Signs of War and Peace: Social Conflict and the Use of Public Symbols in Northern Ireland

By Harvey, Clodagh Brennan | Western Folklore, Summer 2004 | Go to article overview

Signs of War and Peace: Social Conflict and the Use of Public Symbols in Northern Ireland


Harvey, Clodagh Brennan, Western Folklore


Signs of War and Peace: Social Conflict and the Use of Public Symbols in Northern Ireland. By Jack Santino. (New York: Palgrave, 2001. Pp. x + 145, preface, photographs, bibliography, index. $45.00 cloth)

The hostilities that by now have plagued Northern Ireland for over three decades are among the most written-about in the world. (Published works whose approaches resonate with that of the work under present review include Brian 1998, 2000; Buckley and Kenney 1995; Jarman 1997; Loftus 1990, 1994; Rolston 1992, 1998, 2003.) In both Northern Ireland and the Republic of Ireland, The Troubles are a constant point of contention, analysis, public discussion, and outrage. Jack Santino's Signs of War and Peace provides a solid introduction to the nature and history of the conflict as well as to its prevailing ideologies and popular artistic manifestations. Using examples primarily from Northern Ireland, Santino examines genres of popular art-what Stoeltje 1993 calls "ritual genres"-that have become emblematic of the conflict: parades and processions, bonfires, effigy burnings, spontaneous shrines, and demonstrations, along with the flags, banners, and murals that may be components of these rituals or backdrops to them. The central aim of the book is "to place the study of ritual, festival, holidays, celebrations, and public display in the center of the study of major social problems such as war, conflict, and violence" (ix).

To begin to understand how intricately constructed, finely nuanced, and minutely articulated the two sides of this conflict actually are, and how they affect all aspects of life in Northern Ireland, one has to have lived there, or to have visited there extensively. Santino has the advantage of having spent protracted periods of time there, as well as the courage-the "bottle"-to grapple firsthand with the complexities and head-butting paradoxes of Northern Ireland, a place where brinksmanship has been honed to a fine art. In this sociopolitical context, virtually no cultural expression is neutral. The very terms used for the two sides of the conflict-Protestant/Catholic, Unionist/Nationalist, Loyalist/ Republican-are political tools. As Santino says, although these terms have been defined in multiple ways, including religiously, it is most accurate to define them politically (18-21).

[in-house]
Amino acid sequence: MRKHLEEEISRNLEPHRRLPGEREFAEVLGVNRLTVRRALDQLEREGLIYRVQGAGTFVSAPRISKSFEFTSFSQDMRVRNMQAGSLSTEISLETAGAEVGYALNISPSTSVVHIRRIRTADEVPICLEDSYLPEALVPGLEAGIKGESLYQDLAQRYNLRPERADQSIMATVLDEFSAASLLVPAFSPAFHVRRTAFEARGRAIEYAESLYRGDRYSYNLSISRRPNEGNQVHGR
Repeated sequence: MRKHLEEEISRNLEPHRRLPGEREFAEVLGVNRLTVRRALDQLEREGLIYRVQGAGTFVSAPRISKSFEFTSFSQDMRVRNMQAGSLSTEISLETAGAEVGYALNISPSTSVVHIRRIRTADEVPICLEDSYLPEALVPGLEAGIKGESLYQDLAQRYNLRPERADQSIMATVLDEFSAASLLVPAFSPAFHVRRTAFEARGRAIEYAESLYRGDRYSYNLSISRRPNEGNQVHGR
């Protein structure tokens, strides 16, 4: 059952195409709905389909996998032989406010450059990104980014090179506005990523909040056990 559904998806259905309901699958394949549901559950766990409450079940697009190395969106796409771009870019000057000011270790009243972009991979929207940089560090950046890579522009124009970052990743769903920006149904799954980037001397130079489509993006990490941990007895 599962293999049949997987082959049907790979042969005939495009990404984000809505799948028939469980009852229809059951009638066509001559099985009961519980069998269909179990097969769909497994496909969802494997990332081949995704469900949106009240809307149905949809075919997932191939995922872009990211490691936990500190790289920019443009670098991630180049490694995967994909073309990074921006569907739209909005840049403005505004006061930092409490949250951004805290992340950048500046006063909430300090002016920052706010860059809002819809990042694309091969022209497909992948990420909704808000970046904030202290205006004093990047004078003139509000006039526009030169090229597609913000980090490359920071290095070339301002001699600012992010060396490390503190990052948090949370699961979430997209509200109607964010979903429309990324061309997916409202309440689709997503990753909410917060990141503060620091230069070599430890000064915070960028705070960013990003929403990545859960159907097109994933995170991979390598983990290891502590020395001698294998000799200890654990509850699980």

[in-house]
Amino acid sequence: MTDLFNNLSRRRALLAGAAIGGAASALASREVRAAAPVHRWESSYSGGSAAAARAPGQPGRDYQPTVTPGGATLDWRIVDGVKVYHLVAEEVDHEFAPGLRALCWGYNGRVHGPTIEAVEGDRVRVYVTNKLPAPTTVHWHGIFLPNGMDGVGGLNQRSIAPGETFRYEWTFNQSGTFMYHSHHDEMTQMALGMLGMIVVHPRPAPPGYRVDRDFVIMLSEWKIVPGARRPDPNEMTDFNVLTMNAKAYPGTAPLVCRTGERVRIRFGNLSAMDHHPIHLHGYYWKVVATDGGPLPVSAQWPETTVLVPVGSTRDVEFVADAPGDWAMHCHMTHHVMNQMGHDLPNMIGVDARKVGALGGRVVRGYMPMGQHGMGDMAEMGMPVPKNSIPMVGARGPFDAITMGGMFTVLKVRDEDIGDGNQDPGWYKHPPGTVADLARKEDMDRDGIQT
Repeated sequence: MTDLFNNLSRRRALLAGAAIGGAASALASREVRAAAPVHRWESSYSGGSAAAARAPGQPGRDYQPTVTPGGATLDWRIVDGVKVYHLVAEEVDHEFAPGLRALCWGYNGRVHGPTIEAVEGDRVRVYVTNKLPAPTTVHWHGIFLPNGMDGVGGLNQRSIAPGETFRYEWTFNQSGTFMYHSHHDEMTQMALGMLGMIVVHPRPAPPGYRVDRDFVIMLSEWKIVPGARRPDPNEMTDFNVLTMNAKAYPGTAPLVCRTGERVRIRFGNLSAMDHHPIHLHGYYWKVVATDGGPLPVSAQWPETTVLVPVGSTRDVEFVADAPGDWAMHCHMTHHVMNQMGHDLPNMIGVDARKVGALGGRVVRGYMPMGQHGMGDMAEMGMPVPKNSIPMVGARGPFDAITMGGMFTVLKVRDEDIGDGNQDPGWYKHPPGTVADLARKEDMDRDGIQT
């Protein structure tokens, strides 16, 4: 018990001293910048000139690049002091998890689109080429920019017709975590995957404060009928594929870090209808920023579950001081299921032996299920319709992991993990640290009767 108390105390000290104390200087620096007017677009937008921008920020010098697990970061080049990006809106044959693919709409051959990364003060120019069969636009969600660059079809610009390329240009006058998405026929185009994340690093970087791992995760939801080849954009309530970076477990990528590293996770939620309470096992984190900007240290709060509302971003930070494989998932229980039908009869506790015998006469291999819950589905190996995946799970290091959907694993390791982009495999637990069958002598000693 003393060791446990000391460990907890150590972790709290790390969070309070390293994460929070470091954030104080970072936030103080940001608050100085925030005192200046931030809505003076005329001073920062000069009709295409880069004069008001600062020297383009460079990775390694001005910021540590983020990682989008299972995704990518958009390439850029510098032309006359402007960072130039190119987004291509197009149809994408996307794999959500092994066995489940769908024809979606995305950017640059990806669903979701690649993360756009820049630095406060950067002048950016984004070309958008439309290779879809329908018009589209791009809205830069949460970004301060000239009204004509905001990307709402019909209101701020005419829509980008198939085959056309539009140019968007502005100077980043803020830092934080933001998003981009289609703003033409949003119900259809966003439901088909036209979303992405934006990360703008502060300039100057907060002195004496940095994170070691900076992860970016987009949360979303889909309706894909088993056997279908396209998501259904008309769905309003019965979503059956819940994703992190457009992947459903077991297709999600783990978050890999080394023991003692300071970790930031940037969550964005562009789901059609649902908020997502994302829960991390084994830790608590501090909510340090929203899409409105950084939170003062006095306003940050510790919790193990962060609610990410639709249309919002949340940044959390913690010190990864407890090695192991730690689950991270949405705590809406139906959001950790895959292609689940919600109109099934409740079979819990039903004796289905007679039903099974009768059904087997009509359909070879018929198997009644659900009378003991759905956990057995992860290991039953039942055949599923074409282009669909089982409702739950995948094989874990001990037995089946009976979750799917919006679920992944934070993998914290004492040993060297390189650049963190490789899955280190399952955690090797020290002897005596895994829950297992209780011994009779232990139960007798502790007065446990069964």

Santino's candid first-person account and his interview materials (from private individuals whose lives have been affected by the Troubles and from public activists and artists and politicians) make it possible for the reader to experience vicariously the theatricality and intensity of daily life in Northern Ireland. Showing how the same expressions can be shaped and reshaped to serve mutually hostile political agendas, Signs of War and Peace elucidates the workings of multiform folk arts in this highly charged social and political environment. Santino provides vivid descriptions of what one sees and hears in Northern Ireland, especially during the "marching season" (essentially the entire month of July), in which thousands of parades commemorate William of Orange's 1690 victory at the Battle of the Boyne, pivotal in the Protestant version of Irish history and celebrated by Orangemen ever since. Perceived alternately as a threatening assertion of Protestant-Unionist hegemony and as the period of the year's most important festivities and social gatherings, the marching season induces a palpable malaise throughout the province and sometimes results in violent confrontations. Workaday Ulster virtually shuts down in July. Santino gives us a feeling for both the carnivalesque atmosphere at Orange parades and their starkly ominous aspects, the nature of the bands and the music played and their social implications, the individuals and groups involved in the parades, and the critical yet underplayed implications of social class.